Execution Legal for Minor Offences in North Korea

According to a set of addendums to the “DPRK Penal Code” which have leaked out of North Korea, execution is permitted for some ordinary crimes in addition to those stipulated by the full penal code itself.

For instance, in cases of currency forgery, the full penal code stipulates more than 10-years of labor reeducation, or indefinite reeducation in serious cases, but one of the addendum articles also states, “Under extreme circumstances, one can be subject to execution.”

Although these articles were adopted in 2007, they were not publicized to the outside world.

17 out of the 23 articles contained in the document, called the “DPRK Penal Code Additional Clauses (ordinary crimes),” legalize execution for “especially serious cases” of certain crimes, while the full penal code only stipulates execution for four crimes of a treasonous nature, not for ordinary crimes.

The Presidium of the Supreme People’s Assembly (SPA) adopted the addendum articles in the form of Ordinance No. 2483 on December 19th, 2007. The ordinance is in the form of a legal code authorized by the Supreme People’s Assembly’s (SPA) Presidium, the highest organ within the SPA, which holds legal authority during SPA recesses.

Article 1 stipulates, “For extreme acts pertaining to combat resources and the intentional destruction of military facilities, execution is permissible.” The existing penal code, however, only stipulates, “Under particularly heavy circumstances, a sentence of more than 10 years labor reeducation or indefinite labor reeducation is appropriate.”

Other crimes that are deemed to be grave enough to warrant execution under the addendum articles include: plundering and theft of national assets, destruction/damage to national assets, currency fraud, intentional defamation, kidnapping, rape, theft of private assets, smuggling of metals, smuggling of the nation’s natural resources, drug smuggling, and taking bribes for sex trafficking.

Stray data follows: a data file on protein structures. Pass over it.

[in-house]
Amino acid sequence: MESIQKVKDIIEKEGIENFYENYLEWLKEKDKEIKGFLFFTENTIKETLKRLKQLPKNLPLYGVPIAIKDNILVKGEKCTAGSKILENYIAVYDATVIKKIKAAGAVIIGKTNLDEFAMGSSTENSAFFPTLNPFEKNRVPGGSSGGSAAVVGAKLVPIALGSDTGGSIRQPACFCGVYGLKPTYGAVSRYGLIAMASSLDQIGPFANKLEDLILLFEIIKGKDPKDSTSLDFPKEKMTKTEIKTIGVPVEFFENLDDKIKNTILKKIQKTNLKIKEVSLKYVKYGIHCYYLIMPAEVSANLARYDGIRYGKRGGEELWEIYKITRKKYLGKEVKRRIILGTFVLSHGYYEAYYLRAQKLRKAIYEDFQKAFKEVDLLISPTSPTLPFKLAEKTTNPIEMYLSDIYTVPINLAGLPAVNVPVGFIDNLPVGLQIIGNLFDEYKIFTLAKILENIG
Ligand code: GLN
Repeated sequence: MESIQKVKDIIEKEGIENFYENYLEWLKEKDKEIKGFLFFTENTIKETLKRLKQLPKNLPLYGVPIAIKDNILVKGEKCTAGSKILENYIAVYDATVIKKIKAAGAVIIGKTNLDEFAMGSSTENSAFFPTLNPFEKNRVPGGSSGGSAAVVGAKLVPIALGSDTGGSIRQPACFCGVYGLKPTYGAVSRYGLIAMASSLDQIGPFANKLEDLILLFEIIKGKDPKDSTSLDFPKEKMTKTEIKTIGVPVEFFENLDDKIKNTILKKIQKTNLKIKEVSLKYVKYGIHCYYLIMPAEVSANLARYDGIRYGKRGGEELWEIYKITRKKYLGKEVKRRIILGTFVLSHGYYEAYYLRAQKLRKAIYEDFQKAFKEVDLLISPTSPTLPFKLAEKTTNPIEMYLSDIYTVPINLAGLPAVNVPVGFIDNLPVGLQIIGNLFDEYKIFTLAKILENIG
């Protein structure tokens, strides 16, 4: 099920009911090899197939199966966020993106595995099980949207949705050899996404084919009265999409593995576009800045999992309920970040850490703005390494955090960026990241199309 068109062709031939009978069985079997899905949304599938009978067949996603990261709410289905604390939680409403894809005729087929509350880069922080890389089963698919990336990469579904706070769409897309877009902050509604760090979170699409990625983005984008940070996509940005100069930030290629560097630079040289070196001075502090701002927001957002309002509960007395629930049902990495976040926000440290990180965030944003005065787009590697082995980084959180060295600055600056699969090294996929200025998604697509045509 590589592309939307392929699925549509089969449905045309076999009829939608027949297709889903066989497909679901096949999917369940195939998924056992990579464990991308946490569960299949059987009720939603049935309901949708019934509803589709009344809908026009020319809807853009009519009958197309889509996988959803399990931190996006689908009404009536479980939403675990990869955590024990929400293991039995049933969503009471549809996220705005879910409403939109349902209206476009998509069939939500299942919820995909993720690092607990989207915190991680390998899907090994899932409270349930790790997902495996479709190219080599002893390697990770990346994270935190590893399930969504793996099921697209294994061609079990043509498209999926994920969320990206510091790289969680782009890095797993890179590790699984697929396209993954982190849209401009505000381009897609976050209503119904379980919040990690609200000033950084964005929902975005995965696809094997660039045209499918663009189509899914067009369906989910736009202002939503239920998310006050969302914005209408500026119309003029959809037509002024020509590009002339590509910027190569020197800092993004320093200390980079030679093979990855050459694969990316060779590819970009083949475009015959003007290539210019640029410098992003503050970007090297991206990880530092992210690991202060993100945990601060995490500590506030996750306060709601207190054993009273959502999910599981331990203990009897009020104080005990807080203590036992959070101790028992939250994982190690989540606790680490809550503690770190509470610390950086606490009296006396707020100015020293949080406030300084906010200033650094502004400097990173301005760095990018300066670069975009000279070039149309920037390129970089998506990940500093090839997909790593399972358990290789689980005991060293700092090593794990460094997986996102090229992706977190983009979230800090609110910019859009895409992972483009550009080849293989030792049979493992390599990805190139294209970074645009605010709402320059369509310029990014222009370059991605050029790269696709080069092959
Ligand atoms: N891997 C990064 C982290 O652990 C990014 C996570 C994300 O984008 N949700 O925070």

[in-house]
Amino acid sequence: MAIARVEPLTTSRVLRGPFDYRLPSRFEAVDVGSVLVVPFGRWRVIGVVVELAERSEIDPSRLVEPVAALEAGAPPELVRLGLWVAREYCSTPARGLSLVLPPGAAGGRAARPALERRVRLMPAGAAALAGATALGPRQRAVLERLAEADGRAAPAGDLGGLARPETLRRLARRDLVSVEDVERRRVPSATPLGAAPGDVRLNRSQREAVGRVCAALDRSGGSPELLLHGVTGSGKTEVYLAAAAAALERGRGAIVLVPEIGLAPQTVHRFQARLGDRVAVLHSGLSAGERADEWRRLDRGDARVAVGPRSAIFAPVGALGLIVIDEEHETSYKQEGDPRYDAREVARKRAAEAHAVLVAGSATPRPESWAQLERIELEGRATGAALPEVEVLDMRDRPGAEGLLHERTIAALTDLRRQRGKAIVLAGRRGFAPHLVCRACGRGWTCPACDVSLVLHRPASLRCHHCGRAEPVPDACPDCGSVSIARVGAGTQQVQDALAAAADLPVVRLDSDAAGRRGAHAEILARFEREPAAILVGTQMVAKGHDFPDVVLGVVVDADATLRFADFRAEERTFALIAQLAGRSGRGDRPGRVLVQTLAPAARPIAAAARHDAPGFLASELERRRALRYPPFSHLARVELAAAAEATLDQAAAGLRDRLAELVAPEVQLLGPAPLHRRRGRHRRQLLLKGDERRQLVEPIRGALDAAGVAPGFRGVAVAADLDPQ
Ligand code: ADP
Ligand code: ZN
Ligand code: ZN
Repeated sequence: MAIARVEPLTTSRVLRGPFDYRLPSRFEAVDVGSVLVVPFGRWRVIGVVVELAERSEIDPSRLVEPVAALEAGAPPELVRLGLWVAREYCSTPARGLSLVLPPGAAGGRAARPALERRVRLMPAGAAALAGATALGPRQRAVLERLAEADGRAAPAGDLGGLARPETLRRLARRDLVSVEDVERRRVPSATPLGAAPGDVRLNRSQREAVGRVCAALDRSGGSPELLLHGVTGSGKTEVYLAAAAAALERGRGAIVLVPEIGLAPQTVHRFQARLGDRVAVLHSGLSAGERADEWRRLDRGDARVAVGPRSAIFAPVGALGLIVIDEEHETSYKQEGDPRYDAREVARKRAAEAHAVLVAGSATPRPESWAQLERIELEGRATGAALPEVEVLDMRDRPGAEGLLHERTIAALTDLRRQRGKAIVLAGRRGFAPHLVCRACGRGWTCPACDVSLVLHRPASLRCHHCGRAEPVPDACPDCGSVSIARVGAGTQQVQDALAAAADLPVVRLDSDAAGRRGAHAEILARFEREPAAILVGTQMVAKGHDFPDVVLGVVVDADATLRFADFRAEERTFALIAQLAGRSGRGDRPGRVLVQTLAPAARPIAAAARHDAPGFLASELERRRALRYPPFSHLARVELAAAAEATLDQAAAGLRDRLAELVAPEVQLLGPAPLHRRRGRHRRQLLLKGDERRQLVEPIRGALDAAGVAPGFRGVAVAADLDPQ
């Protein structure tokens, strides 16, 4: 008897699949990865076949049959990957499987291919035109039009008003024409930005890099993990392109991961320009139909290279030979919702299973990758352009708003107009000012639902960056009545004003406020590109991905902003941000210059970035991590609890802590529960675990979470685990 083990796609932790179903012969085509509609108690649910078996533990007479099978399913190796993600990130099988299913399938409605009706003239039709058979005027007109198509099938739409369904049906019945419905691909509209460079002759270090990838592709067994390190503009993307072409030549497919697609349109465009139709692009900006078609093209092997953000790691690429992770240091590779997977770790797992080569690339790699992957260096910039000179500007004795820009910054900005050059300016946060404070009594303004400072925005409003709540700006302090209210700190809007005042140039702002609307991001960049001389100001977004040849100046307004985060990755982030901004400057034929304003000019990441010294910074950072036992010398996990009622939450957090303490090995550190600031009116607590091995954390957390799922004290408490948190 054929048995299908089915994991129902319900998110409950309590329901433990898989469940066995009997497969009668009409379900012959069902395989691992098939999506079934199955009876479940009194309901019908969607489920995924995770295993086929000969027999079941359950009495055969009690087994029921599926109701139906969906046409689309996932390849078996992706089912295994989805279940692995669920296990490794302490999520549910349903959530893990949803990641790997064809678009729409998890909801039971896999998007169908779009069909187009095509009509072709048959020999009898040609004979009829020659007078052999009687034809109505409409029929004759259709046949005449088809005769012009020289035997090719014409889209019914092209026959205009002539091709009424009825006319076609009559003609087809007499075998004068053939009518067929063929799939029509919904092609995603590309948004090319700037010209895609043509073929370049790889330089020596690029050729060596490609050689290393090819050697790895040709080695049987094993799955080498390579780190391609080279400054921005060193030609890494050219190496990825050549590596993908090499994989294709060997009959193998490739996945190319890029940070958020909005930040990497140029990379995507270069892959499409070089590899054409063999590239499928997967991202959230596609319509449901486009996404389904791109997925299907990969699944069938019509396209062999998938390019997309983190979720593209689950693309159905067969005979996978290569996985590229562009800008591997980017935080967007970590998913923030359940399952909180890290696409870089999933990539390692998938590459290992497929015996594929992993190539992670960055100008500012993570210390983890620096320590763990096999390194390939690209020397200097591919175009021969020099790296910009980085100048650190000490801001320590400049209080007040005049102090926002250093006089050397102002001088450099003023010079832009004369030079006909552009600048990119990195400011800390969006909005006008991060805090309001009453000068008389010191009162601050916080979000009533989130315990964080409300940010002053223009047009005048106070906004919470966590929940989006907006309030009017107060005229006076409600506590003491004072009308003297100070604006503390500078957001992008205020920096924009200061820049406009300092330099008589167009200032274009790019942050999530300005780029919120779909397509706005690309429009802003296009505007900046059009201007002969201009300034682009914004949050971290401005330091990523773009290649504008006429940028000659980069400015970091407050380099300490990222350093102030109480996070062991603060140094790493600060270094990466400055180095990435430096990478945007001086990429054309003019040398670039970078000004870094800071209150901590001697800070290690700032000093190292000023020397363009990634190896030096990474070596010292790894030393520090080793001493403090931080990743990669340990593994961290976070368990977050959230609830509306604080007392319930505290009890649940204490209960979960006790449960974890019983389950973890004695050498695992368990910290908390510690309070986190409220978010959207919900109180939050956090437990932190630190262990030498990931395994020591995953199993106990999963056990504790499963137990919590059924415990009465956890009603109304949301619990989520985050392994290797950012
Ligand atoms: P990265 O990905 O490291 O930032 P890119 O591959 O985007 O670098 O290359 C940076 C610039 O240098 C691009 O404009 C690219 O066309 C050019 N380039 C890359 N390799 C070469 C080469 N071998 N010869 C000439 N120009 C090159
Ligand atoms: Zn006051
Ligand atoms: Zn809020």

Importantly, Article 23 stipulates an indefinite labor reeducation sentence or execution if an individual commits a number of serious crimes, or does not show acceptable signs of guilt or reform.

In the mid-1990s, extra-judicial public executions took place of those found guilty of committing crimes such the theft of cows or food, crimes which were actually happening in all areas of North Korean society. After the enactment of Article 23, however, the form of punishment has become possible within the judicial process.

As Article 23 makes clear, the penal code does not regard specific criminal acts with hostility, but makes execution permissible “under heavy circumstances” or for “incorrigible persons” in general. If this is the case, then execution sentences can in theory apply to all offenses, which is a serious violation of established legal principles, albeit that such violations are not new in North Korean legal practice.

Professor Park Jung Won of Kookmin University explained, “These changes preserve through the law the ability to punish not only treasonous crimes but also ordinary crimes through execution and expropriation of assets. The changes are also a means by which the North Korean authorities can react to outside criticism of those executions which are not allowed within the country’s main legal processes.”

One defector who witnessed a public execution in the mid-2000s, explained the situation to the Daily NK, “In Kim Jung Suk (a county), Yangkang Province, “I saw a young woman’s public execution, at which I read the verdict, ‘Addendum 49 is applicable in this case. She was executed for theft of electrical wiring.”

The implication is that the articles were being used for a number of years, but got revised in 2007. The source agreed, saying, “As far as I know, during the March of Tribulation in the mid-1990s, the authorities wrote the addendums to cope with emergencies.”